Then sang Deborah and Barak the son of Abinoam on that day: “That the leaders took the lead in Israel, that the people offered themselves willingly, bless the Lord ! “Hear, O kings; give ear, O princes; to the Lord I will sing; I will make melody to the Lord , the God of Israel. “ Lord , when you went out from Seir, when you marched from the region of Edom, the earth trembled and the heavens dropped, yes, the clouds dropped water. The mountains quaked before the Lord , even Sinai before the Lord , the God of Israel. “In the days of Shamgar, son of Anath, in the days of Jael, the highways were abandoned, and travelers kept to the byways. The villagers ceased in Israel; they ceased to be until I arose; I, Deborah, arose as a mother in Israel. When new gods were chosen, then war was in the gates. Was shield or spear to be seen among forty thousand in Israel? My heart goes out to the commanders of Israel who offered themselves willingly among the people. Bless the Lord . “Tell of it, you who ride on white donkeys, you who sit on rich carpets and you who walk by the way. To the sound of musicians at the watering places, there they repeat the righteous triumphs of the Lord , the righteous triumphs of his villagers in Israel. “Then down to the gates marched the people of the Lord . Judges 5:1-11
Why do you think it is important to celebrate victories God gives to you? What do we communicate to Him by doing so?
What specific things do you learn about God in Deborah and Barak’s praise?
What do these verses reveal about Deborah and Barak as leaders?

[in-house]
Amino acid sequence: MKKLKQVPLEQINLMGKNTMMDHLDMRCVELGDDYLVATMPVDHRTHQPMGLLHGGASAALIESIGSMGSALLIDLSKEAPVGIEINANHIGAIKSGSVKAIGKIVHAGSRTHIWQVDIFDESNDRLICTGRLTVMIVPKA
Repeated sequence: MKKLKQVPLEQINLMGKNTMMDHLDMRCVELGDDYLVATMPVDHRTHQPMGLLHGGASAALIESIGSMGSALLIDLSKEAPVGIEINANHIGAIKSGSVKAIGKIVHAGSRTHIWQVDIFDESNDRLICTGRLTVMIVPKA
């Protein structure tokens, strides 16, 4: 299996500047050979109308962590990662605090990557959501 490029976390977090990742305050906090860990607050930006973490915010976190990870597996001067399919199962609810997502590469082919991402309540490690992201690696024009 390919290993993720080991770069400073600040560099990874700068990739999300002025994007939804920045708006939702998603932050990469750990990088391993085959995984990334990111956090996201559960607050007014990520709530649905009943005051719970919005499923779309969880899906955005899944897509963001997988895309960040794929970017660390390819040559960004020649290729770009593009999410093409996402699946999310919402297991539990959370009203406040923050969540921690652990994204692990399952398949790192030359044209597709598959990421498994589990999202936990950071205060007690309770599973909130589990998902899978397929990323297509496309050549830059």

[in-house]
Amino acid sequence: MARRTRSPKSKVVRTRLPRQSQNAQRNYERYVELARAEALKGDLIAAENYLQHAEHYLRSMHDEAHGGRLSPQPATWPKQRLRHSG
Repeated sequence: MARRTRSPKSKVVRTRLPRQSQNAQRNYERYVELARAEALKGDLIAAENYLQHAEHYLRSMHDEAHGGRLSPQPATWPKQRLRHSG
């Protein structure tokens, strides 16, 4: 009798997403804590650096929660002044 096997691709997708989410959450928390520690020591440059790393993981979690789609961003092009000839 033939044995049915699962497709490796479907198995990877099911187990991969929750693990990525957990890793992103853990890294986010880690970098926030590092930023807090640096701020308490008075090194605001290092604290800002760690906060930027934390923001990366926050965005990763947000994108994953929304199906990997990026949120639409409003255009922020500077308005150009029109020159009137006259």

Deborah and Barak together led the people in a song of celebration and thanksgiving that focused on the Lord as the central character, while not ignoring the heroism of the human participants.
Whenever praise came her way, she gave God the credit. She didn't deny or resist her position in the culture as a woman and wife, but she never allowed herself to be hindered by it either.
Deborah highlighted the lack of leadership at this time and when Deborah stepped up things began to change.
She became a mother in Israel, a title that expresses the respect with which she was viewed as a prophetess and leader. Her story shows that God can accomplish great things through people who are willing to be led by him.
Deborah's life challenges us in several ways;
She reminds us of the need to be available both to God and to others.
She encourages us to spend our efforts on what we can do rather than on worrying about what we can't do.
She challenges us to be wise leaders.
Deborah's life demonstrates what a person can accomplish when God is in control.
What quality of Deborah’s would you most like to have?
What are some ways in your own life that courage is needed to take a stand for God?
I appeal to you therefore, brothers, by the mercies of God, to present your bodies as a living sacrifice, holy and acceptable to God, which is your spiritual worship. Romans 12:1 ESV
How did Deborah model this passage?
Based on Romans 12:1, how are we to present our bodies to God? How can these steps become faith steps for you today? What makes following through so difficult?